The recent absurd arrest of Ahmed for building a clock, and the subsequent Internet explosion when Stephen Amell attempted to speak about the issue of stereotyping reaffirmed that racial tensions are HIGH in this country right now. While 99.9% of the interactions I had with people online about my previous blog were positive, one recurring thing that came out of that conversation that was new to me was the idea that if you’re white, you shouldn’t be talking about race.

There are people that looked at Stephen, and yes even a few that looked at me, and decided that regardless of having no knowledge of me, my family or my experiences, the fact that my profile picture shows white skin means that I am not entitled to an opinion on the topic of racism in the United States because I don’t experience it. Most people did not approach things that way with me. Most people were awesome. But I was and continue to be completely blown away by how much of this attitude was thrown at Stephen, and I’m still working on processing it. Hence the writing.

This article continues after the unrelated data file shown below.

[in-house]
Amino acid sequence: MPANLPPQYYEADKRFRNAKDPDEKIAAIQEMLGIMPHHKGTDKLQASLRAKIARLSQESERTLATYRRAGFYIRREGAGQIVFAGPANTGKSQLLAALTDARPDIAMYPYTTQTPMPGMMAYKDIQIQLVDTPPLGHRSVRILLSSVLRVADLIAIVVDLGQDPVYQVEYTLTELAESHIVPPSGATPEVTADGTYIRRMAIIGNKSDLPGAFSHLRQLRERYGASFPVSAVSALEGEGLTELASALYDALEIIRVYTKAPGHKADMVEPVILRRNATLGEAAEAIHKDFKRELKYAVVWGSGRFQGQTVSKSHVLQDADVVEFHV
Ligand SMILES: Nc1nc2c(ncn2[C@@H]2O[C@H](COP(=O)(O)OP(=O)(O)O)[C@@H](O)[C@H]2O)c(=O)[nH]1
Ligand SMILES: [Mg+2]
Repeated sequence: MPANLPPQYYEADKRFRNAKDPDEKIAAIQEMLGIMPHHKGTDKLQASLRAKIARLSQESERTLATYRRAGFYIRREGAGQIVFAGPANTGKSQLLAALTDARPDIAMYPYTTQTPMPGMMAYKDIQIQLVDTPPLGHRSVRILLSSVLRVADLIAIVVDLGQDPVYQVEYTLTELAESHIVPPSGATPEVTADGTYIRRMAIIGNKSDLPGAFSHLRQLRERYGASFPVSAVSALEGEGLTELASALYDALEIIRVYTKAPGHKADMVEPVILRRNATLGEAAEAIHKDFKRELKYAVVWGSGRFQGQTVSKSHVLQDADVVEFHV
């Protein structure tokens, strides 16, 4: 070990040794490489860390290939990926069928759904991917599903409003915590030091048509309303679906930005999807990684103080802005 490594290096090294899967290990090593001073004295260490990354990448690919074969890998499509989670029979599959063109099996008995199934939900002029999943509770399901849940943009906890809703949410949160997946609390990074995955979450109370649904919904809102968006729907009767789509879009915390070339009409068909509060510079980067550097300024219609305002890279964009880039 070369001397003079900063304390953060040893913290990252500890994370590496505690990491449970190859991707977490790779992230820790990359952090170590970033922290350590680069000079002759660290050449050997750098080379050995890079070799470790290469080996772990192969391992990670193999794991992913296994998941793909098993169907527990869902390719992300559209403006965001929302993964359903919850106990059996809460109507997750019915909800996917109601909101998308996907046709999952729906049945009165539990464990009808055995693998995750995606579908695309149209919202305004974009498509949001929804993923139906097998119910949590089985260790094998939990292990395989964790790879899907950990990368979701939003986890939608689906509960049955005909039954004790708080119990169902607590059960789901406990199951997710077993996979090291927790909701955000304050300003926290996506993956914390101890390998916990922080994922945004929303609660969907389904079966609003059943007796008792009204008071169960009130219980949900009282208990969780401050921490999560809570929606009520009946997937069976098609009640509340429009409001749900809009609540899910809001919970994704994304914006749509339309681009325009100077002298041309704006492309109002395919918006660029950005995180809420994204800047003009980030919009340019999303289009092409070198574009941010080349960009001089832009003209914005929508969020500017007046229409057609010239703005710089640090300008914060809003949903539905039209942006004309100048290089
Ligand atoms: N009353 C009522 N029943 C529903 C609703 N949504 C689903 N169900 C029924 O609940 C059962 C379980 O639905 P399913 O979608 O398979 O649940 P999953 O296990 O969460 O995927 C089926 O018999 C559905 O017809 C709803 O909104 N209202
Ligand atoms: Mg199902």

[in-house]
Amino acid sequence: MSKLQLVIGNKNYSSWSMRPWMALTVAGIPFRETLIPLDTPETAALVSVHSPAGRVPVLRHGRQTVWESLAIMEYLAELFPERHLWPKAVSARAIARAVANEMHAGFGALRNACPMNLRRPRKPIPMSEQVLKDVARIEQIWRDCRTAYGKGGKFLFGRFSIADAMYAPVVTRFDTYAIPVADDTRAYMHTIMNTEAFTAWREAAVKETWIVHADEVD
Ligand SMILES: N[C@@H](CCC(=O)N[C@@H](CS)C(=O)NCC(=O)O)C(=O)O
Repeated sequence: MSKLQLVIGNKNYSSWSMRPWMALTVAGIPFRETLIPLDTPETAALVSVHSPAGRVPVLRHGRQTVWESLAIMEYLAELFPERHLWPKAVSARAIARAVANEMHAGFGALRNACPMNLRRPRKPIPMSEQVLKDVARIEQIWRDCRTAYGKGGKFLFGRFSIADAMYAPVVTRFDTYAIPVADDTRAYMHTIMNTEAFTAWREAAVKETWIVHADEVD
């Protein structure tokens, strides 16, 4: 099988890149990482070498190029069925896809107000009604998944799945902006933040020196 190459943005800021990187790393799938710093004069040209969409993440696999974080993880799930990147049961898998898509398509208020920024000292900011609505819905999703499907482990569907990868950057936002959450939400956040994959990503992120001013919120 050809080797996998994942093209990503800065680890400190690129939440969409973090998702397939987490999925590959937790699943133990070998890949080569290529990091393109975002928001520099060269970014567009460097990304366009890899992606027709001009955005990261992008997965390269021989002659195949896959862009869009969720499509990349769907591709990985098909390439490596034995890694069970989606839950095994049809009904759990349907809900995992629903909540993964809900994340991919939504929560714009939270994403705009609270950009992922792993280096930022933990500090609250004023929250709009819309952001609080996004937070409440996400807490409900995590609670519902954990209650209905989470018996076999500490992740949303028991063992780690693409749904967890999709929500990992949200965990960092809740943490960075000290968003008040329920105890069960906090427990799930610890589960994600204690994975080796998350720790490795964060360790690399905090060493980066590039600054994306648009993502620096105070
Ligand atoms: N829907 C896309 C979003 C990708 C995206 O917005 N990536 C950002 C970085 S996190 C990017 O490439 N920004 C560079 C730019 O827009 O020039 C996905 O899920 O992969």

I have been involved in the LGBT community for most of my adult life, fighting and protesting, letter writing and marching on the community’s behalf. If you look at my social media profiles you will see that I am a woman and I am married to a man. But you know what? In all of my  years I have never had an LGBT person tell me that I couldn’t have an opinion about LGBT rights because I’ve never experienced their discrimination. Not once. It’s never even been insinuated. In their community I have been called an ally, welcomed with open arms, and thanked for supporting and accepting them. Not that I’m in it for the thanks, but the point remains… even if I haven’t been denied a marriage license, denied housing, or denied service (seriously Indiana, I’m still not over it…) due to my sexual orientation, they don’t care. They just want help. And they are happy to accept that help from non-LGBT folks, and even hand out that special ally designation so they recognize that we are a part of the fight and they’re thankful. At least in my experience.